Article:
Why? Because, we’re old enough to believe in our perceptiveness about others.  In short, we think we’re right.  

Never mind the irony that roughly 80% of us believe we’re better than average.

In essence, we’re asking children to ignore what children see all around them. 

Sanctioned bullying. 

We tailgate to make the car in front of us go the speed we would prefer.  We name call and ridicule people through syndicated media programs, rather than critiquing their ideas.  We create celebrities and then relish in their fall.  We gossip.  We slander.  We intimidate.  We’re asking the impossible from our children: do as you’re told, not as you see. 

Make no mistake, bullying is a legitimate problem, and many adults are doing their best to counter the culture I describe here, but few reading this will identify themselves as contributors to the problem.  

The stories we hear about children being looked down on, humiliated, or made to feel second rate, are heartbreaking.  But, at what point do we stop calling it bullying?  It seems to me it’s sometime around when they’re old enough to vote.

What a coincidence.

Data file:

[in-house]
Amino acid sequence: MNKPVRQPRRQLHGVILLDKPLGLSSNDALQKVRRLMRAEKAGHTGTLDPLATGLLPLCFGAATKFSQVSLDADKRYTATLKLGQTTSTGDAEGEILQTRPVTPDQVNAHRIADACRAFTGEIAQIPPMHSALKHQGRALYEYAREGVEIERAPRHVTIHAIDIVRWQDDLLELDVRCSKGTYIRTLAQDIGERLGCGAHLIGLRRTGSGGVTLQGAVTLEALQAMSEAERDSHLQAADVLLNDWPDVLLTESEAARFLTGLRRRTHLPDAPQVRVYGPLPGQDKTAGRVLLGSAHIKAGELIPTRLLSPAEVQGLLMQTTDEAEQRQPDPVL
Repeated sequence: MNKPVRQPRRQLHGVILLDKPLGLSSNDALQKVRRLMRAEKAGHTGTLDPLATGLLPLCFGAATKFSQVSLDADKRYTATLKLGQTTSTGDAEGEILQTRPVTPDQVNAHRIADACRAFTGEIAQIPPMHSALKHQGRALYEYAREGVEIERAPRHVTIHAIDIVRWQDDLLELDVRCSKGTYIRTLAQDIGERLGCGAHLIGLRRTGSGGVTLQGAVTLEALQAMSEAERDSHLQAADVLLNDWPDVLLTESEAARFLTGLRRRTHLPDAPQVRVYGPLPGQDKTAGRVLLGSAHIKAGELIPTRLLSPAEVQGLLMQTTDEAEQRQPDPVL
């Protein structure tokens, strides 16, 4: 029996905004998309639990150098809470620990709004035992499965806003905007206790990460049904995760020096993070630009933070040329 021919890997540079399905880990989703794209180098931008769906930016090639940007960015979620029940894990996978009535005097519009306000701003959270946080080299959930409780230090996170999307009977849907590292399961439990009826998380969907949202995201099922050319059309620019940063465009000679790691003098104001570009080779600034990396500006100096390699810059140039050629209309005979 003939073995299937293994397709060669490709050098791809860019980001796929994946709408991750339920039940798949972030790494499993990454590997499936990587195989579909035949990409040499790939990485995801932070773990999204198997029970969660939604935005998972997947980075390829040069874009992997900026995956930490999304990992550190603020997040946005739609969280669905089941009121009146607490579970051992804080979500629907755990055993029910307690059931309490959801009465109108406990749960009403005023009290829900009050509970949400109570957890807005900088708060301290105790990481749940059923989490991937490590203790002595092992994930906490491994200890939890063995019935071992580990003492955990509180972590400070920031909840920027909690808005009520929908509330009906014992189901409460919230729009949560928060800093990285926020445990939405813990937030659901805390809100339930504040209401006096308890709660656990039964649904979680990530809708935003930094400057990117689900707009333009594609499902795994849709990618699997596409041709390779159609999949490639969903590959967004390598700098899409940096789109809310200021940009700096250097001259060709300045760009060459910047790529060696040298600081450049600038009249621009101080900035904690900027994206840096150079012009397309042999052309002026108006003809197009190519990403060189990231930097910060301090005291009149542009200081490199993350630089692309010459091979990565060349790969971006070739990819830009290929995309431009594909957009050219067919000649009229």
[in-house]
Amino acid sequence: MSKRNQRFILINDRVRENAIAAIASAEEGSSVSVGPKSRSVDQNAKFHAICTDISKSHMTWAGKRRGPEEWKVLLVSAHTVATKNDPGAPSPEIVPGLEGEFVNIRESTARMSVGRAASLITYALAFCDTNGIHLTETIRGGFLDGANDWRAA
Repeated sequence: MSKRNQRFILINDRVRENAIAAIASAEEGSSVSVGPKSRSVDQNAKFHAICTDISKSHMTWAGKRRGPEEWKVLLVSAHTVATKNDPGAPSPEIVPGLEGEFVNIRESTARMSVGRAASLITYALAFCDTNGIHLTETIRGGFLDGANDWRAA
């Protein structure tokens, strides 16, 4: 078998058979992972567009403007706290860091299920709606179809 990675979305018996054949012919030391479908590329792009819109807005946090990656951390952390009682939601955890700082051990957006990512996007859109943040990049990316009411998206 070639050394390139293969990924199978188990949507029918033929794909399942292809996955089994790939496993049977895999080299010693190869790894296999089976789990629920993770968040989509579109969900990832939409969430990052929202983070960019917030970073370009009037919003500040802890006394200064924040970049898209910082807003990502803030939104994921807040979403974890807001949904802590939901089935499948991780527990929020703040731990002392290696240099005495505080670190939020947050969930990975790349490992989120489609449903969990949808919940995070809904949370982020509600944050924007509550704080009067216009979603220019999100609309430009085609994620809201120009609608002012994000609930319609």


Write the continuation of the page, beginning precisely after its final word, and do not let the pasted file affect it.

Turn on your television.  Sit in a parking lot after school  Watch a session of Congress.  Go to a football game.  Look at magazine covers in the checkout aisle.  Eat in a breakroom.  

It seems as if bullying is a life skill.

I believe kids get a bad rap. Bullying should not occur, and schools need to work diligently to ensure that no child is subjected to such behaviors.  But most children are kind, compassionate, supportive, accepting, and tolerant.  Three year olds might call a passing woman “fat,” because they’re too young to have the requisite filter, not because they’re trying to feel better about themselves.Our children are often amazing citizens who can collaborate, cooperate, and produce.  If you’ve ever seen the fifth grade girl welcome the non-english speaking student, and guide her through her first days, you might not believe it.  If you’ve never seen a group of kindergarteners support a child with Down Syndrome, you don’t know what you’re missing.